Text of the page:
The heavy atmosphere on the Greek bond market was severely aggravated on Tuesday not only by the German Finance Ministry’s statement in favor of the International Monetary Fund’s participation in the Greek program, but also by SYRIZA MP Nikos Xydakis’s reference to a return to the drachma.
The yield on 10-year Greek government bonds was up 41 basis points on Tuesday at a seven-week high of 8.18 percent, which later eased to 7.94 percent.
Five-year credit default swaps (CDS) – or the cost of insuring Greek government debt against default – rose 5 bps to 1,011 bps, the highest closing level since December 29, according to financial information services company Markit.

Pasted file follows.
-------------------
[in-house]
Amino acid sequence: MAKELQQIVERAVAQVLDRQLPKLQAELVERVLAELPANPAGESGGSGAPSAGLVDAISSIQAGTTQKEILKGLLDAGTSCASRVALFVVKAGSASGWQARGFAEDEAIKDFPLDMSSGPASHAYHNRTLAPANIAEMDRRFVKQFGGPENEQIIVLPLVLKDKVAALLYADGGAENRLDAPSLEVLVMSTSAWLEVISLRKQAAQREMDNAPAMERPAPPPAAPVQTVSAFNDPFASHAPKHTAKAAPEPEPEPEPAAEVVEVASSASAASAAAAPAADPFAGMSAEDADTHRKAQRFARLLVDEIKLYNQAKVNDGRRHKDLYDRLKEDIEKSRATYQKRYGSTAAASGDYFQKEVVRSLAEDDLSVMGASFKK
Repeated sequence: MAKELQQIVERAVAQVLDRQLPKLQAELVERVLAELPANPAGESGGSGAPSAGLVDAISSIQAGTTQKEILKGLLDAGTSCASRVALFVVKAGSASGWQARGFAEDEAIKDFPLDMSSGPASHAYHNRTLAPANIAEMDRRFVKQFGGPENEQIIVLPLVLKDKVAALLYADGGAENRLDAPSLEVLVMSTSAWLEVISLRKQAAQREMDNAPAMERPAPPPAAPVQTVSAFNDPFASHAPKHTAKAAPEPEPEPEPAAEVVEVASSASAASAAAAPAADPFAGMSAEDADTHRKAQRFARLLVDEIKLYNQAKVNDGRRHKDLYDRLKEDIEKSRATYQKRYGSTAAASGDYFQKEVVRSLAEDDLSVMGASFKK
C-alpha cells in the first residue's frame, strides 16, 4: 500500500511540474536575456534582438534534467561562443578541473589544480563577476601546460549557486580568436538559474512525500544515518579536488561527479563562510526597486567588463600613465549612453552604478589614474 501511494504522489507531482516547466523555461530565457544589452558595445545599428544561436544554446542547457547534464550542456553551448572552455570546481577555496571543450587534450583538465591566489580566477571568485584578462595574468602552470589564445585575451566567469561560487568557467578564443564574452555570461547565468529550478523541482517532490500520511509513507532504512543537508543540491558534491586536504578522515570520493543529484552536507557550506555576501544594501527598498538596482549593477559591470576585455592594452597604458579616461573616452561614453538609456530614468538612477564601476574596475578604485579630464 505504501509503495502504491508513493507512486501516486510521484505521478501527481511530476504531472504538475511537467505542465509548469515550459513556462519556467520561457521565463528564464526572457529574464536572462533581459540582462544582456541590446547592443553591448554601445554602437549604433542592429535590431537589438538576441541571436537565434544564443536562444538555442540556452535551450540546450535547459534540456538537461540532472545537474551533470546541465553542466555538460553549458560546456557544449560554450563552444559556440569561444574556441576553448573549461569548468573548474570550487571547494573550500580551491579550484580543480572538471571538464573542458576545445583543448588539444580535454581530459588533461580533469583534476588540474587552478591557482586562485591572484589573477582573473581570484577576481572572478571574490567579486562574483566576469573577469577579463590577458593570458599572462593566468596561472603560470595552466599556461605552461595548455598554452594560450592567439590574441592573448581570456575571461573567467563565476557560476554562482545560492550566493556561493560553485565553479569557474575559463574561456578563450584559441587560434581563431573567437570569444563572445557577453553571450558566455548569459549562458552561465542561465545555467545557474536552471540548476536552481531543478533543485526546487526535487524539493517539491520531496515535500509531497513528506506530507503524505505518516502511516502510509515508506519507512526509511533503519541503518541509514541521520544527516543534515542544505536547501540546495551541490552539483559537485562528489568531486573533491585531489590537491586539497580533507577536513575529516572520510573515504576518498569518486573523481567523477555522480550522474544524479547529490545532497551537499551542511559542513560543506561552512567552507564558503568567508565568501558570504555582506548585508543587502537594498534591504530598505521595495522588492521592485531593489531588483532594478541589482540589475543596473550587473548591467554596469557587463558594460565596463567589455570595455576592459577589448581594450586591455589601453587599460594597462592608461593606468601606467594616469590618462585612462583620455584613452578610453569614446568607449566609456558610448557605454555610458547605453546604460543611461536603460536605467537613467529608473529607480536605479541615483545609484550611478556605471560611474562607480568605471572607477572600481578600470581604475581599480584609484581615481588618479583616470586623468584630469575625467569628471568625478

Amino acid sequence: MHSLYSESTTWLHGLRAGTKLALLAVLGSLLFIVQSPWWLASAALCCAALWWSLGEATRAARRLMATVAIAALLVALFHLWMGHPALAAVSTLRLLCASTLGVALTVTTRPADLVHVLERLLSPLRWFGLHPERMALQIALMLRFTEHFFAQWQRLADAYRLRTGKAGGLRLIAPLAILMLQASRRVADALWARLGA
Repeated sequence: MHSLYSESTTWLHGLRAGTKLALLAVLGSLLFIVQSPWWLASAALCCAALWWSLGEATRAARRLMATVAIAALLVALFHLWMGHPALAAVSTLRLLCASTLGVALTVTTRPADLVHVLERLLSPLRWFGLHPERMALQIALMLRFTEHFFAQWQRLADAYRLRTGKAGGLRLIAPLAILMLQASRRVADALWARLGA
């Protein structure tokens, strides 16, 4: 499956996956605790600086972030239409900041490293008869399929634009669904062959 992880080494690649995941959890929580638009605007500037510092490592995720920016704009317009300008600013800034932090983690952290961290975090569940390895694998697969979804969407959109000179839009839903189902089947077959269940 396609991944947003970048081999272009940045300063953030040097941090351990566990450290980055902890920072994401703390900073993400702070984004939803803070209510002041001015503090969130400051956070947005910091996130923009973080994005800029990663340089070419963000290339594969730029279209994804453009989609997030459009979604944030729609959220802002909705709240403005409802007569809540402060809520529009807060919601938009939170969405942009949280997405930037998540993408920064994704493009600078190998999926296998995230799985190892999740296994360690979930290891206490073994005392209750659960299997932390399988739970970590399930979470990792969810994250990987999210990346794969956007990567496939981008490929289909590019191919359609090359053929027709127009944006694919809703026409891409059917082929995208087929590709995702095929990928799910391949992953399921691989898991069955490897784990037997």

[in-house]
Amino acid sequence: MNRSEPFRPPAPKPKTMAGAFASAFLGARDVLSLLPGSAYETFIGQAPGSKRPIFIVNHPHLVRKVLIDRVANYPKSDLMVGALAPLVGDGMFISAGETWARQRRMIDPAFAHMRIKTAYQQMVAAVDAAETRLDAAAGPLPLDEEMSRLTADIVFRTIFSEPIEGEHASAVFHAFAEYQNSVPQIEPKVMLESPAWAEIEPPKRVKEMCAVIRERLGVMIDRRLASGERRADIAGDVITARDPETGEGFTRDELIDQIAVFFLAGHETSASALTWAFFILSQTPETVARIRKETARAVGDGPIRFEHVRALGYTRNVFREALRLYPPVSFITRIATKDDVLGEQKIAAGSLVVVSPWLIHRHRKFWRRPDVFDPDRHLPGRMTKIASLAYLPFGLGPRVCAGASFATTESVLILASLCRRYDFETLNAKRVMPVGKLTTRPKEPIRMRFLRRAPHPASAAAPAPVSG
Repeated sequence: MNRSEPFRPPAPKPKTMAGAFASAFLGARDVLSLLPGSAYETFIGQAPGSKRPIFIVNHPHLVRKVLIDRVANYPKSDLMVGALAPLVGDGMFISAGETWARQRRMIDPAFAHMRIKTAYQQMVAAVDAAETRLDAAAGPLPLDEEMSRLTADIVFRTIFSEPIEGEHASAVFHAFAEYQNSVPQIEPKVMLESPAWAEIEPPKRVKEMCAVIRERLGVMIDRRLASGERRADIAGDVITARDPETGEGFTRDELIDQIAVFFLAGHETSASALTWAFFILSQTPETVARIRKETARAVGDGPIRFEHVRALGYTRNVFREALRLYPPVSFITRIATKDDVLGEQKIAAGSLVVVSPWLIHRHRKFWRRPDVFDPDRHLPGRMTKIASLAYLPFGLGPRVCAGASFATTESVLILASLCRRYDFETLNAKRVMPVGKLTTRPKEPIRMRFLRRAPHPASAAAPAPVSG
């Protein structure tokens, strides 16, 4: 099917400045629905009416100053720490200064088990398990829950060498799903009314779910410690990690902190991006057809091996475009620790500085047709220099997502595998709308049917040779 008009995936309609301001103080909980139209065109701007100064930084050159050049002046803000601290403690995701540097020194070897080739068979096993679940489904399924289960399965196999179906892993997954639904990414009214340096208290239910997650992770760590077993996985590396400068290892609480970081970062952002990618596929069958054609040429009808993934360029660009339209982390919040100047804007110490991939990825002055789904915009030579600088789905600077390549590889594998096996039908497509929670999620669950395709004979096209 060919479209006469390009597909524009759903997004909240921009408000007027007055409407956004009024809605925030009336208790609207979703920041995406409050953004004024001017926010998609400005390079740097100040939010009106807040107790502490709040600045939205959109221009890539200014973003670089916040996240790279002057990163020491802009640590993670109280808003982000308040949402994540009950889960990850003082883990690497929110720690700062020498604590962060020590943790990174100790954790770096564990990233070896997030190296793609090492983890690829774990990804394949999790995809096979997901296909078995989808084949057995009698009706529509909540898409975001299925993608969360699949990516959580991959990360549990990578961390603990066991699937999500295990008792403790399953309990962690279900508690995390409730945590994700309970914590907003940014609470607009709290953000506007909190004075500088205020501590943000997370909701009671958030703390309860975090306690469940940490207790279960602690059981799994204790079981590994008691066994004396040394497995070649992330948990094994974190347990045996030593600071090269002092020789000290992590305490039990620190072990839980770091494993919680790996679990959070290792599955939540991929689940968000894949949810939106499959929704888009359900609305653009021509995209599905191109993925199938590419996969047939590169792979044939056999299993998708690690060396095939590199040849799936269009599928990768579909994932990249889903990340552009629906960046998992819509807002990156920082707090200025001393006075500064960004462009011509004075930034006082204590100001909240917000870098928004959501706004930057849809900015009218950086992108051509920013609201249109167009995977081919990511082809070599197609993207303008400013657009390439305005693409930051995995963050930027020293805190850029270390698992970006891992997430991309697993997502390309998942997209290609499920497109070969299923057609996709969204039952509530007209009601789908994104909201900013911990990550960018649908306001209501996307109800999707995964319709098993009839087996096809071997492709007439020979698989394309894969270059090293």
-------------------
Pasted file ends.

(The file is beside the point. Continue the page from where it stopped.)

This climate has resulted in fresh pressure on local lenders, in terms of both deposits and nonperforming loans, as concerns about the economy are growing by the day, with the second bailout review still unfinished.
Credit sector sources note that a decline in deposit levels that started in mid-January has been accelerating, despite the existing capital controls. This has taken January into negative territory, while many bank customers have been questioning staff about a possible haircut on deposits if there is a bank bail-in.